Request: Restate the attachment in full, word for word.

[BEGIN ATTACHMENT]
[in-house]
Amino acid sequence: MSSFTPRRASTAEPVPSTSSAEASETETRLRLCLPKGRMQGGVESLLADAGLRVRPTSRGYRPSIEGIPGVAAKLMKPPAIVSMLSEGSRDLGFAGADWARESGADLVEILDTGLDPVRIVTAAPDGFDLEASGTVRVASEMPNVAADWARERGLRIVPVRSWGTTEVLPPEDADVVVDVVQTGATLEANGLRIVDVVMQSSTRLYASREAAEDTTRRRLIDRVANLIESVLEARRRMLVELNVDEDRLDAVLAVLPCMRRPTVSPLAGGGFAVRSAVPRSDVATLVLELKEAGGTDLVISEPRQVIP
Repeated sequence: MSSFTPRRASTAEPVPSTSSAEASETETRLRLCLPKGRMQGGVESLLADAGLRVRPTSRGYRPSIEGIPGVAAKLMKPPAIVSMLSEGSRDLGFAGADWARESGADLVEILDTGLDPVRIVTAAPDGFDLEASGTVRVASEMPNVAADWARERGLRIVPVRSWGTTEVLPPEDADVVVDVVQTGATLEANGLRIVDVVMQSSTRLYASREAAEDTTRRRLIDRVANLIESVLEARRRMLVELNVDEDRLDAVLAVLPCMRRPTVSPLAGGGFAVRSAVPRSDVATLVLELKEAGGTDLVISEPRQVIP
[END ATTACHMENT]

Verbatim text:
[in-house]
Amino acid sequence: MSSFTPRRASTAEPVPSTSSAEASETETRLRLCLPKGRMQGGVESLLADAGLRVRPTSRGYRPSIEGIPGVAAKLMKPPAIVSMLSEGSRDLGFAGADWARESGADLVEILDTGLDPVRIVTAAPDGFDLEASGTVRVASEMPNVAADWARERGLRIVPVRSWGTTEVLPPEDADVVVDVVQTGATLEANGLRIVDVVMQSSTRLYASREAAEDTTRRRLIDRVANLIESVLEARRRMLVELNVDEDRLDAVLAVLPCMRRPTVSPLAGGGFAVRSAVPRSDVATLVLELKEAGGTDLVISEPRQVIP
Repeated sequence: MSSFTPRRASTAEPVPSTSSAEASETETRLRLCLPKGRMQGGVESLLADAGLRVRPTSRGYRPSIEGIPGVAAKLMKPPAIVSMLSEGSRDLGFAGADWARESGADLVEILDTGLDPVRIVTAAPDGFDLEASGTVRVASEMPNVAADWARERGLRIVPVRSWGTTEVLPPEDADVVVDVVQTGATLEANGLRIVDVVMQSSTRLYASREAAEDTTRRRLIDRVANLIESVLEARRRMLVELNVDEDRLDAVLAVLPCMRRPTVSPLAGGGFAVRSAVPRSDVATLVLELKEAGGTDLVISEPRQVIP